It’s supposedly what my last name used to be originally, generations ago. It’s more rock & roll. I started using that as my name before I was even playing music under [it], just on social media. It stuck.

Does it better reflect you? Did you want to become that?

I think in some sense, it was just like, “I don’t really like my actual name that much, so I want to pick something different.” But it does feel like an alter ego in a way—lightly. Kind of like, “Oh, I can get into this character and be this crazy rock & roll person.”

I read that before you were Grace Vonderkuhn, you were in a band called Kind of Creatures, and before that you were in a band called A New Dakota. How did your music evolve with each of these projects?

Lately, I’ve been trying to find people that [are] on the same page as me. I feel like I have that now, more than ever before, so that helps a lot in songwriting. I know that whatever I bring to the table, we’re going to make something from it. I think I was a little bit more straightforward punk before, at least in A New Dakota, and I’ve been exploring other music and trying to write better stuff.

It’s been about a year since the release of your debut album, Reveries. What has the last year looked like for you? What do you do when you’re not playing music?

It’s been a good year. We got more attention than I was  expecting, which is cool. And we got to go to SXSW officially. That was fun. We’ve been playing a lot of shows and meeting a lot of people, traveling around.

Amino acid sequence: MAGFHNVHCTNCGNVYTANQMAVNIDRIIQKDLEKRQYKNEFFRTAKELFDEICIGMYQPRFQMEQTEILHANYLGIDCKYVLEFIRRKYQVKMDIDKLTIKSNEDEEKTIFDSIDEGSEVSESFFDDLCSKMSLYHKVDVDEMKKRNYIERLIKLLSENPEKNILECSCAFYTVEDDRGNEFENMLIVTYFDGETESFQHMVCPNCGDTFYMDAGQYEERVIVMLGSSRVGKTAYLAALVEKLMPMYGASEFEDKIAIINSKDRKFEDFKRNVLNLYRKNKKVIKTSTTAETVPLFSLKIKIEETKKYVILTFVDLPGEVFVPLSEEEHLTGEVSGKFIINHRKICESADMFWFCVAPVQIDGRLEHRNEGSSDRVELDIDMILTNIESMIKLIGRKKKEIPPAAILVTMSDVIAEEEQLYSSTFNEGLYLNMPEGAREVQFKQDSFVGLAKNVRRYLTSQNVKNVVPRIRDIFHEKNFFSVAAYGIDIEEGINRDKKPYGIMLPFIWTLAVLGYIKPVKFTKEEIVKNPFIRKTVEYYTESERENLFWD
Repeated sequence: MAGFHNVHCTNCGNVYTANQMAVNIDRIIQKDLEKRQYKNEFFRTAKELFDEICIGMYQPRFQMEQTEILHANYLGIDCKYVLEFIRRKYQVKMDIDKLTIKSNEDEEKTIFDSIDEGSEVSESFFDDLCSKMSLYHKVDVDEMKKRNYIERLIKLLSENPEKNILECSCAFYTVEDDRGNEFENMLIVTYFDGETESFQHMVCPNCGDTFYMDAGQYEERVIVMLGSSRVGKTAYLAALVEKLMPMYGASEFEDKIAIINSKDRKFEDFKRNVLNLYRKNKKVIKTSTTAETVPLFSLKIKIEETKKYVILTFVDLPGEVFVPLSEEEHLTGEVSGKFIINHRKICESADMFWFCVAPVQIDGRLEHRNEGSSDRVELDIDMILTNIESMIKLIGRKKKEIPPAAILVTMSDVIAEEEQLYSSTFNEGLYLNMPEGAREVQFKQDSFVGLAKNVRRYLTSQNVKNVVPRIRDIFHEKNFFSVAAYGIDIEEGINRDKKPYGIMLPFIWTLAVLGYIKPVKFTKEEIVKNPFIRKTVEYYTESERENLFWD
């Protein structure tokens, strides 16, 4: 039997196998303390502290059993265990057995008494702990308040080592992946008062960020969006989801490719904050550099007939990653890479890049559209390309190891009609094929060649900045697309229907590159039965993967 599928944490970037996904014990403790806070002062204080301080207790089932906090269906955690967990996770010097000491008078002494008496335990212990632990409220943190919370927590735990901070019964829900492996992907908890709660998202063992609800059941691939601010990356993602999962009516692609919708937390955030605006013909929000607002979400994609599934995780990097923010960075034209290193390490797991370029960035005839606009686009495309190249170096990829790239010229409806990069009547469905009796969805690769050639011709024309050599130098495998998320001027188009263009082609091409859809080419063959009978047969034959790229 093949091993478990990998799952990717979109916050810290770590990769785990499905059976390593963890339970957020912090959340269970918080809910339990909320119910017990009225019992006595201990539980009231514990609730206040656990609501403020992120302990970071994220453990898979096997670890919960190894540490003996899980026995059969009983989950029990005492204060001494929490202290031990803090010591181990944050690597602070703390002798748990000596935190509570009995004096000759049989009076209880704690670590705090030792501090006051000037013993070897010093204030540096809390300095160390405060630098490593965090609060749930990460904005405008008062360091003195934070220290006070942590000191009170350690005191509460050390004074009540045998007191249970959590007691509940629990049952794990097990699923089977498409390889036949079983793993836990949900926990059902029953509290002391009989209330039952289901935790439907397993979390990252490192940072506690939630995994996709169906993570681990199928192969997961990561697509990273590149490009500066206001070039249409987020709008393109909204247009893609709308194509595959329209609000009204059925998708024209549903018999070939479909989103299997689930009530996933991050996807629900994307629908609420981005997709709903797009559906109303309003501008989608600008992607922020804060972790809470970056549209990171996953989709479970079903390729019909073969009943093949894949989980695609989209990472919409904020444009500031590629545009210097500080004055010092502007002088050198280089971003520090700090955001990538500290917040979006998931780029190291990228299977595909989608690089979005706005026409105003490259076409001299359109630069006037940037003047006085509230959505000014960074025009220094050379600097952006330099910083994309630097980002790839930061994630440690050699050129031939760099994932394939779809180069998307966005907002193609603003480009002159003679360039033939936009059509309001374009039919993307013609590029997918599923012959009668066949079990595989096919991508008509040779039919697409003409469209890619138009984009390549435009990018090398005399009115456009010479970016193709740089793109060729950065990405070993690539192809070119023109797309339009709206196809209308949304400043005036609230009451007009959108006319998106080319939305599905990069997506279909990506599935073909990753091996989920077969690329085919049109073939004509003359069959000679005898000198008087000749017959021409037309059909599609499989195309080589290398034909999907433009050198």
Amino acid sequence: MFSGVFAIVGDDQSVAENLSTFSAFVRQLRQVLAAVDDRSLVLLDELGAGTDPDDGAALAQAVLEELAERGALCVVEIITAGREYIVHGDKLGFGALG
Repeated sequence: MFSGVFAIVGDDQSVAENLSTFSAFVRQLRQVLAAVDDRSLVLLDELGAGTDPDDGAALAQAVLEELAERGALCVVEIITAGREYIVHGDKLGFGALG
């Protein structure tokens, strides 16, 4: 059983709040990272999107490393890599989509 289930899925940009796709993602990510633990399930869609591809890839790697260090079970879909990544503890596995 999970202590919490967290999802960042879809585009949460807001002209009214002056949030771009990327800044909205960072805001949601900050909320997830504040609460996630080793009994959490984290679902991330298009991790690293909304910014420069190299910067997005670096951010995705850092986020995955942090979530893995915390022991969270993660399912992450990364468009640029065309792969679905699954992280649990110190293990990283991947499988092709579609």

When I’m not playing music, I work as a bartender and hang out with my dog Arrow. She’s a pitbull mix. We’re actually not totally sure what she is; we just go with that. I just painted my office in my house. I like projects. I like gardening. I’m looking out the window, and it’s, like, blizzarding outside, so not too much of that lately.

You’re getting ready to record a new record. When did you write the songs?

Most of the songs were probably written around or after when Reveries came out. So it’s been over the past year. We’re starting to record this Friday, [February 15th].

Am I right that you record yourself?

We have done that in the past. That’s what we did with Reveries. It was all [recorded] into tape machines, so it was an analog recording. Then we ran it into the computer. I love the sound of that and how that turned out, but it’s [a] very [difficult process]. It was like a recording studio in my living room for weeks and weeks, and constant mixing. You have to make all your decisions as you’re recording, because it’s on tape. It was a long process, which was really cool, but I think this time around we’re trying something a little bit different. Digitally, [we will be able to] open up some more options as far as recording goes. So it should be exciting.

I know you guys are going on tour soon. Any places you’re excited to go, or anyone you’re excited to play with?

We’re going south—sort of Atlanta and Gainesville and those areas. We’ve never toured in that part of the country before. It’s going to be in April, so I was hoping it would be warm. That’s one thing we’re really looking forward to.

On the tour that we just went on, we had to cancel three dates because we were going to Chicago in the middle of the polar vortex, and it was like negative 20 degrees, and our shows got cancelled, and I got sick immediately. I was like, “Oh, this is really hard.” It was lots of fun, but at the same time I’m looking forward to nicer weather. It’s always fun playing new places and making new connections.


4/19 Washington, DC @ Slash Run
4/20 Raleigh, NC @ Slim’s
4/22 Gainesville, FL @ CMC
4/24 Birmingham, AL @ Mom’s
4/25 Greenville, SC @ Radio Room
4/26 Athens, GA @ Flicker
4/27 Wilmington, NC @ Gravity Records